Photos: Coral Springs Holds 2nd Juneteenth Celebration

Coral Springs Juneteenth Celebration. {Courtesy of City of Coral Springs}JuneteenthCoral Springs Juneteenth Celebration. {Courtesy of City of Coral Springs}Coral Springs Juneteenth Celebration. {Courtesy of City of Coral Springs}Coral Springs Juneteenth Celebration. {Courtesy of City of Coral Springs}


By: Bryan Boggiano

Coral Springs’ Juneteenth event brought attendees from the tri-county area to commemorate the abolishment of slavery in the United States.

Host Vice Mayor Joshua Simmons spoke about the importance of learning history and keeping the fight for racial equality going, saying, “as a nation, we have come very far, but not far enough.”

“Not all of history is pretty… [but] Juneteenth signifies our ability as a nation to keep working towards a more perfect union,” he said afterward. “We can’t run from what happened, but we can educate each other, commit to keep improving, and be proud of how far we have come together.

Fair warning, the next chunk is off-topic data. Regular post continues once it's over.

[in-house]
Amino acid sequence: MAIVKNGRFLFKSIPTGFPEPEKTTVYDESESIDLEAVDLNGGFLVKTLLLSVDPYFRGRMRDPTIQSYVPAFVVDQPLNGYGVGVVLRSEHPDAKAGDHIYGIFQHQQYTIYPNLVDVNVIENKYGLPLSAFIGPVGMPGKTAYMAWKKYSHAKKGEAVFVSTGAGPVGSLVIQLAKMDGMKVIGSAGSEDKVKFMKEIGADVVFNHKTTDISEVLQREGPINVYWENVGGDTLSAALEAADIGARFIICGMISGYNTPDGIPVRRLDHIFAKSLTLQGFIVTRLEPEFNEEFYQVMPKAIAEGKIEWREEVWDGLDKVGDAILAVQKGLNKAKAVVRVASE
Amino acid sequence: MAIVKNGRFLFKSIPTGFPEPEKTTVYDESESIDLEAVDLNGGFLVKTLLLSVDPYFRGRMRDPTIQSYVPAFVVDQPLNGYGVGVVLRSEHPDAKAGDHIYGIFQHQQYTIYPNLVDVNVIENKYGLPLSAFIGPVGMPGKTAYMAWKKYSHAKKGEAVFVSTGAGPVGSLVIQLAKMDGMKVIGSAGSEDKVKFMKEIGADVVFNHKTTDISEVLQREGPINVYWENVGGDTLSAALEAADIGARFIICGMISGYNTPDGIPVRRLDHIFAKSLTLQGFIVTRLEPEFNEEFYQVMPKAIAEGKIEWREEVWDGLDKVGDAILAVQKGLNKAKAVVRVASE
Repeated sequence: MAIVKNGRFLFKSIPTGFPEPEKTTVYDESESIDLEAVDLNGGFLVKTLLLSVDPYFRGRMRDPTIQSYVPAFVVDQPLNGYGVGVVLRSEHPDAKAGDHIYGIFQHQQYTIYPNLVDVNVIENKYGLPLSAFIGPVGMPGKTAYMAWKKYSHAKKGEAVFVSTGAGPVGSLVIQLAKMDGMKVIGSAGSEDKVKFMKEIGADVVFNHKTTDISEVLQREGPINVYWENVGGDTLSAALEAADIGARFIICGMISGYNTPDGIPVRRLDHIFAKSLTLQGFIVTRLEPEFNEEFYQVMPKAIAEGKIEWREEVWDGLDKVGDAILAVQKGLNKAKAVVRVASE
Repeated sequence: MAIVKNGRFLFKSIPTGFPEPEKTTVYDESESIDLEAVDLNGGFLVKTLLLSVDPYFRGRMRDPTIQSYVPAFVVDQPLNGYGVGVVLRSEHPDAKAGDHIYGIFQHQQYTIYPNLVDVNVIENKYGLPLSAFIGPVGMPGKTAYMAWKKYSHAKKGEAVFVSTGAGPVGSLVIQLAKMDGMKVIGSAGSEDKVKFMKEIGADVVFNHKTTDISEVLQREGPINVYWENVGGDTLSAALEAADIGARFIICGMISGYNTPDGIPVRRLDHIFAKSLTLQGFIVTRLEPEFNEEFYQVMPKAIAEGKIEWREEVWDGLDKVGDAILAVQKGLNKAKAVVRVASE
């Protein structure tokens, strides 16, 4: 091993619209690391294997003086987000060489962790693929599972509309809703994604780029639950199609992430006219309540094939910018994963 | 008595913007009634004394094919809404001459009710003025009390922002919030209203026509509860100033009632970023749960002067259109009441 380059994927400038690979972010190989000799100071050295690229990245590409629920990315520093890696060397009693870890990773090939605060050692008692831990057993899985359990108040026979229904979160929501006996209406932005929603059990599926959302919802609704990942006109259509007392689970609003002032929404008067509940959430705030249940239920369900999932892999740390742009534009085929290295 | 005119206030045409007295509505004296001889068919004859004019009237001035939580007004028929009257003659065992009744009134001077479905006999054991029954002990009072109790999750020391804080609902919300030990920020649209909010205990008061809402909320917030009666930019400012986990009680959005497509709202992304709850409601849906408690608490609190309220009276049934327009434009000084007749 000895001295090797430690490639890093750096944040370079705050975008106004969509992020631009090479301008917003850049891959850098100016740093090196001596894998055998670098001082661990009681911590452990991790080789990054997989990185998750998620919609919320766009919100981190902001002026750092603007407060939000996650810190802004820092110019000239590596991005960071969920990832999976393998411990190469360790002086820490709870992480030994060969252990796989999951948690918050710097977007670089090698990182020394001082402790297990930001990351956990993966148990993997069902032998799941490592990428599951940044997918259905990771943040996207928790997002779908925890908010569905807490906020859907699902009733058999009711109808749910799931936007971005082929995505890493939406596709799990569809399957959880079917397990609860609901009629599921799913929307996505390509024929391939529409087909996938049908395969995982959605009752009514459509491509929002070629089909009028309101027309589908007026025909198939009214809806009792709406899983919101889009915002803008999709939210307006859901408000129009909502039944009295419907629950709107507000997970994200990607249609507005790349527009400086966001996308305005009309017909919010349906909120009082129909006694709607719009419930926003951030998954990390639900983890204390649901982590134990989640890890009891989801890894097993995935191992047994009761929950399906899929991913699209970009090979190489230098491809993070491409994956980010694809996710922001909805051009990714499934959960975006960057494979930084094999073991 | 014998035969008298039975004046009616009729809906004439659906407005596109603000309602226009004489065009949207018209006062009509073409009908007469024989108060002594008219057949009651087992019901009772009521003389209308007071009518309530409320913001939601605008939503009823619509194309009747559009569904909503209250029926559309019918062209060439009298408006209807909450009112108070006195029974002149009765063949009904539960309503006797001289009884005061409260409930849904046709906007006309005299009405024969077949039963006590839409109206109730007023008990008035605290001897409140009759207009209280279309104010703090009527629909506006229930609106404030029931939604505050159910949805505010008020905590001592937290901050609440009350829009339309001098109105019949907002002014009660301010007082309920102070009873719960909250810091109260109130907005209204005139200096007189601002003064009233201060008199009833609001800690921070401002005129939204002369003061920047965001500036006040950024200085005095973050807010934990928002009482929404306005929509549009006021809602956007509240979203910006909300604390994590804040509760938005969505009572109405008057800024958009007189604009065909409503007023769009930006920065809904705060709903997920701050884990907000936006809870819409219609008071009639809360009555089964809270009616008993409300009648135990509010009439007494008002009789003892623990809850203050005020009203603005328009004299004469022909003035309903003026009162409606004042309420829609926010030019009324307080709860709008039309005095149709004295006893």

He said that roughly 700 people attended  –including families and people of all age groups and backgrounds. 

The celebration featured performances by the Valerie Tyson Band and Kat Riggins with performances incorporating themes of blues, soul, funk, and jazz. 

The Sigma Delta Delta Chapter of the Omega Psi Phi Fraternity Incorporated did a step performance, while spoken word artist May Reign performed two original poems. Visual artist JaQuale Rhule did a freestyle painting while Reign recited the poems, “Dear Sir” and “Black Girl Magic,” based on what she heard and felt. 

The first poem addressed slavery and racism in the Jim Crow-era South. Between verses, she incorporated verses from “Strange Fruit” and “Proud Mary.” In her second poem, she invoked the struggles and triumphs of modern-day black women and called on the spirits of the women’s ancestors. She sought to lift up young girls by making them realize their black girl magic.  

“I could feel the energy, the love, the understanding, and the inclusion from the stage,” Reign said. “It was such a beautiful reflection of the city.”

Besides the performers, various black-owned businesses from Broward, Miami-Dade, and Palm Beach counties appeared. 

“Events like Juneteenth continue to show the strength of America,” Simmons said. “It shows how Black people in this country continued to persevere and added to the strength of America.”

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Author Profile

Bryan Boggiano
A University of Florida journalism graduate, Bryan is pursuing his masters in geosciences at Florida International University. He has a strong interest in weather, entertainment, and journalism.

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